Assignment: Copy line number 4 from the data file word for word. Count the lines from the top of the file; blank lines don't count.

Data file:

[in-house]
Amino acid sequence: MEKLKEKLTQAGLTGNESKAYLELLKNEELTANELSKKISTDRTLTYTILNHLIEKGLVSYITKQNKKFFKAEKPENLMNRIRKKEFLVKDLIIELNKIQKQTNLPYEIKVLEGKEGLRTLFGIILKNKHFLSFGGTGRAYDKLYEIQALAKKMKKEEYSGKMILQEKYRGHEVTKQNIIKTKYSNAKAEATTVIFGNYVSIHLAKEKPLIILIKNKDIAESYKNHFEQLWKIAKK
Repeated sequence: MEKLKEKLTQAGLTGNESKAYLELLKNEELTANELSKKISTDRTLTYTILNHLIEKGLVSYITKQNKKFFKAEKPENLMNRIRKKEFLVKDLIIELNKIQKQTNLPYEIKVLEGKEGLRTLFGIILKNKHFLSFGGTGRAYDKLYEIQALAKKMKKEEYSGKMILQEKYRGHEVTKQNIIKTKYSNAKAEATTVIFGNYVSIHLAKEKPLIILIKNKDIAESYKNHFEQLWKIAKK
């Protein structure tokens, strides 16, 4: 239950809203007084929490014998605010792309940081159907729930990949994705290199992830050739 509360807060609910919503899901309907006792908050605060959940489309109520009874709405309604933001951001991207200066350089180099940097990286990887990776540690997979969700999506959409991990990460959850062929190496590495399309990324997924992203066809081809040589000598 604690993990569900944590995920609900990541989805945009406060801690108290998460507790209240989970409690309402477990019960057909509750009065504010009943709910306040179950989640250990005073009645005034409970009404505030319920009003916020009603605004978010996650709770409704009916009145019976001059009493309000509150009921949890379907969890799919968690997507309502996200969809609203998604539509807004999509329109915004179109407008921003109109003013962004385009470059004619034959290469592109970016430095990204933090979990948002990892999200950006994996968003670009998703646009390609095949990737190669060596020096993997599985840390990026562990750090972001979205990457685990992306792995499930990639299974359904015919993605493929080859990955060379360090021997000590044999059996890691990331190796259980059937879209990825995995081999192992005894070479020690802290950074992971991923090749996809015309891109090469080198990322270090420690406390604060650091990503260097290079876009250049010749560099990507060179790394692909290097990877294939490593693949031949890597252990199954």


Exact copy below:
């Protein structure tokens, strides 16, 4: 239950809203007084929490014998605010792309940081159907729930990949994705290199992830050739 509360807060609910919503899901309907006792908050605060959940489309109520009874709405309604933001951001991207200066350089180099940097990286990887990776540690997979969700999506959409991990990460959850062929190496590495399309990324997924992203066809081809040589000598 604690993990569900944590995920609900990541989805945009406060801690108290998460507790209240989970409690309402477990019960057909509750009065504010009943709910306040179950989640250990005073009645005034409970009404505030319920009003916020009603605004978010996650709770409704009916009145019976001059009493309000509150009921949890379907969890799919968690997507309502996200969809609203998604539509807004999509329109915004179109407008921003109109003013962004385009470059004619034959290469592109970016430095990204933090979990948002990892999200950006994996968003670009998703646009390609095949990737190669060596020096993997599985840390990026562990750090972001979205990457685990992306792995499930990639299974359904015919993605493929080859990955060379360090021997000590044999059996890691990331190796259980059937879209990825995995081999192992005894070479020690802290950074992971991923090749996809015309891109090469080198990322270090420690406390604060650091990503260097290079876009250049010749560099990507060179790394692909290097990877294939490593693949031949890597252990199954």